THE USE OF METAPHOR
While there are many questions one can develop related to resistance, what I want to focus on instead is how Wilkinson utilized metaphor as his means to describe the struggle of Ordinary's life. We speak in metaphors every 20-25 seconds, and so I appreciate that he made use of this universal tool of communication to convey such a powerful message. For all of us, the metaphors we express are relaying to self and others how we are experiencing our world. If we can be in the listening for the metaphors our clients, employees, patients, etc. are communicating regarding their situations, then we become better equipped to unravel the narratives that keep them confined and can assist them in moving forward despite barriers along the way.
When we coach, we need to take extra care in not assuming we already understand the metaphors we are hearing. We also must avoid presuming their desired outcomes or even where they are in relation to their metaphors. And, I say all this knowing it is easier said than done for any of us when we are in the middle of a conversation/coaching session with someone. However, the more we are aware and practice listening for and working with metaphor, we can hone the skills needed to be effective.
I will use myself as an example to demonstrate my comments about assuming too much. I often vent on my crazy days at work that I'm once again rowing the boat with one oar. What is easy to assume is that I need the other oar to get to where I'm going, that I want to move in some direction besides circles, and that I'm in the water not on land. However, if my goal is that I need to figure out how to maintain momentum while I'm in a holding pattern, those assumptions aren't helpful. Once I describe my current state, "I'm rowing the boat with one oar," what typically occurs is the coach doesn't pick up on the comment related to the holding pattern and instead only focuses on my desire for momentum. The coach deciphers that the problem is that I need to figure out how to get the other oar and once I get my other paddle I just need to design actions to ensure movement forward. But this would be wrong. It would be more helpful to ask, "What is the holding pattern? What is essential about being in a holding pattern? What does momentum look like in a holding pattern? How is one oar doing the job? Where is the boat (land, water)? How long do you plan to be in the boat?"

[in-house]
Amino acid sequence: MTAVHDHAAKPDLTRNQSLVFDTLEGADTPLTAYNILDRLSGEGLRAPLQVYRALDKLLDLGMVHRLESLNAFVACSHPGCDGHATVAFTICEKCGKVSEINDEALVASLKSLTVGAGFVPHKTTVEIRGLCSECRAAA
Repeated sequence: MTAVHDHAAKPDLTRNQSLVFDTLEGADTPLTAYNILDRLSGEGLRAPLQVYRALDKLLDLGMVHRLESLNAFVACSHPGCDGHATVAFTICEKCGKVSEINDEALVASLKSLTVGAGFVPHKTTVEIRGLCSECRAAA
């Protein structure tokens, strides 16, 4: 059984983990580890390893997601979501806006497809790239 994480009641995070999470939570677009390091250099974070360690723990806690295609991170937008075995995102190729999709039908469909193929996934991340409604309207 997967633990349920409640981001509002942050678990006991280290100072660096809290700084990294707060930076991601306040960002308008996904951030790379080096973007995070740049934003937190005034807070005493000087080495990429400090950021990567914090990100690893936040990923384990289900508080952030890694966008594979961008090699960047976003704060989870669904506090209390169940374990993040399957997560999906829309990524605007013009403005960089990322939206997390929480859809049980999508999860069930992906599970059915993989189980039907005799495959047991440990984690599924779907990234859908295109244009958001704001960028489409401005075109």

Our role as the coach is to understand the client's situation through their perspective, not ours. If we step in assuming we know anything regarding their metaphor, we've stopped the process of discovery. Also, if our clients are using a metaphor to describe their current status, they are equally equipped to resolve their issues with that metaphor or another. If we deeply listen and are truly curious rather than solvers of their situation, they will wow us with their wisdom. And, their solution will most likely be superior to any ideas or answers we have swimming around in our heads.
We are proud partners with Minneapolis Community & Technical College. If you work for an organization that offers tuition reimbursement this is your opportunity to tap into this available and complete your coaching certification. Classes are offered every month. Register online to get started today. For questions about registration, classes and more please contact Jennie Antolak, MA, MCC. www.learningjourneys.net
Check out the video below on Taking a Chance hosted by Jennie Antolak and Tirzah Lewis.